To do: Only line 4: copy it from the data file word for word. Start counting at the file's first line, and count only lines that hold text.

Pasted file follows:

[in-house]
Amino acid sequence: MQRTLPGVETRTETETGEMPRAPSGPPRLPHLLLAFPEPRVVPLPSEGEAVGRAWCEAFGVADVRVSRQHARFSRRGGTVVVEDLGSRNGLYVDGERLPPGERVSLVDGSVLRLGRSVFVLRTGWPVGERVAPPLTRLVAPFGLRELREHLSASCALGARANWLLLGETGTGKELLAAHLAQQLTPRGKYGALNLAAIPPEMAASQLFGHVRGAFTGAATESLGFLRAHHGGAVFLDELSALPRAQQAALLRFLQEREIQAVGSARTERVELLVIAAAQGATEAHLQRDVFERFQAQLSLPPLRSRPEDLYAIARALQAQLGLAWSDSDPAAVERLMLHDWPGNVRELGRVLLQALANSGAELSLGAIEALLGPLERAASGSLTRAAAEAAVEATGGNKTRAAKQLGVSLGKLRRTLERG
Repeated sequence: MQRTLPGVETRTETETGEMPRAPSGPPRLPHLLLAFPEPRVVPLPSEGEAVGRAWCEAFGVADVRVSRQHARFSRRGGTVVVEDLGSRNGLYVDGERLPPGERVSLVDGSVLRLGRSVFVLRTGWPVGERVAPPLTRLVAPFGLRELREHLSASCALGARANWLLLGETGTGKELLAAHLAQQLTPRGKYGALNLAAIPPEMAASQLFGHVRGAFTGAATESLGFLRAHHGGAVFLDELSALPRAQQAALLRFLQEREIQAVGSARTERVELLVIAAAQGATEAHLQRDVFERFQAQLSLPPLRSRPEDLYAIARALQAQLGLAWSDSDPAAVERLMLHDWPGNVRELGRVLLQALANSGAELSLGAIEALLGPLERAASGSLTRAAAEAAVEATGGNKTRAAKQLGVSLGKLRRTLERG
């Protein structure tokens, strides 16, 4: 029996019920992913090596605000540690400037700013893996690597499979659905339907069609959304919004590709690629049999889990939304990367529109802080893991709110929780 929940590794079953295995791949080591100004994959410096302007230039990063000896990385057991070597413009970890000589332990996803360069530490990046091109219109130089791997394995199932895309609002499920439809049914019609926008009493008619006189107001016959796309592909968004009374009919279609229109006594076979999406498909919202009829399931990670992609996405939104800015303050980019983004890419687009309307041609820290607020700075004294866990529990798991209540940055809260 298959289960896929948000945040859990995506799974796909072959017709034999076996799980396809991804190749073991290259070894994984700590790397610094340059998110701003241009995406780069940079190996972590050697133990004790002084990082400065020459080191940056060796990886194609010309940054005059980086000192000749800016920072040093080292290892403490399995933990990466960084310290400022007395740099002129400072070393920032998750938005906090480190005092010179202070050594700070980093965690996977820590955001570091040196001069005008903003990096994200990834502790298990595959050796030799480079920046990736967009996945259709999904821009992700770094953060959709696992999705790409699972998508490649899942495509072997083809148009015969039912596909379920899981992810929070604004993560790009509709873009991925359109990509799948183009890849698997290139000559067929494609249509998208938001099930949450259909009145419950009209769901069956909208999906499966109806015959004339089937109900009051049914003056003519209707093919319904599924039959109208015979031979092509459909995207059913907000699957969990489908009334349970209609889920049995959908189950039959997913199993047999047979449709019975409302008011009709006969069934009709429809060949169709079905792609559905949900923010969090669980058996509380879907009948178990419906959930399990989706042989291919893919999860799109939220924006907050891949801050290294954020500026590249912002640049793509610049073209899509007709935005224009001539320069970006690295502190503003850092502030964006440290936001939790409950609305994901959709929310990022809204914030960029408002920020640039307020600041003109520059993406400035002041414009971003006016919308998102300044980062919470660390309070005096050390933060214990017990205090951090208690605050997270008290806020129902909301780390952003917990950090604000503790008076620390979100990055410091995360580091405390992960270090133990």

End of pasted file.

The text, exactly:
């Protein structure tokens, strides 16, 4: 029996019920992913090596605000540690400037700013893996690597499979659905339907069609959304919004590709690629049999889990939304990367529109802080893991709110929780 929940590794079953295995791949080591100004994959410096302007230039990063000896990385057991070597413009970890000589332990996803360069530490990046091109219109130089791997394995199932895309609002499920439809049914019609926008009493008619006189107001016959796309592909968004009374009919279609229109006594076979999406498909919202009829399931990670992609996405939104800015303050980019983004890419687009309307041609820290607020700075004294866990529990798991209540940055809260 298959289960896929948000945040859990995506799974796909072959017709034999076996799980396809991804190749073991290259070894994984700590790397610094340059998110701003241009995406780069940079190996972590050697133990004790002084990082400065020459080191940056060796990886194609010309940054005059980086000192000749800016920072040093080292290892403490399995933990990466960084310290400022007395740099002129400072070393920032998750938005906090480190005092010179202070050594700070980093965690996977820590955001570091040196001069005008903003990096994200990834502790298990595959050796030799480079920046990736967009996945259709999904821009992700770094953060959709696992999705790409699972998508490649899942495509072997083809148009015969039912596909379920899981992810929070604004993560790009509709873009991925359109990509799948183009890849698997290139000559067929494609249509998208938001099930949450259909009145419950009209769901069956909208999906499966109806015959004339089937109900009051049914003056003519209707093919319904599924039959109208015979031979092509459909995207059913907000699957969990489908009334349970209609889920049995959908189950039959997913199993047999047979449709019975409302008011009709006969069934009709429809060949169709079905792609559905949900923010969090669980058996509380879907009948178990419906959930399990989706042989291919893919999860799109939220924006907050891949801050290294954020500026590249912002640049793509610049073209899509007709935005224009001539320069970006690295502190503003850092502030964006440290936001939790409950609305994901959709929310990022809204914030960029408002920020640039307020600041003109520059993406400035002041414009971003006016919308998102300044980062919470660390309070005096050390933060214990017990205090951090208690605050997270008290806020129902909301780390952003917990950090604000503790008076620390979100990055410091995360580091405390992960270090133990």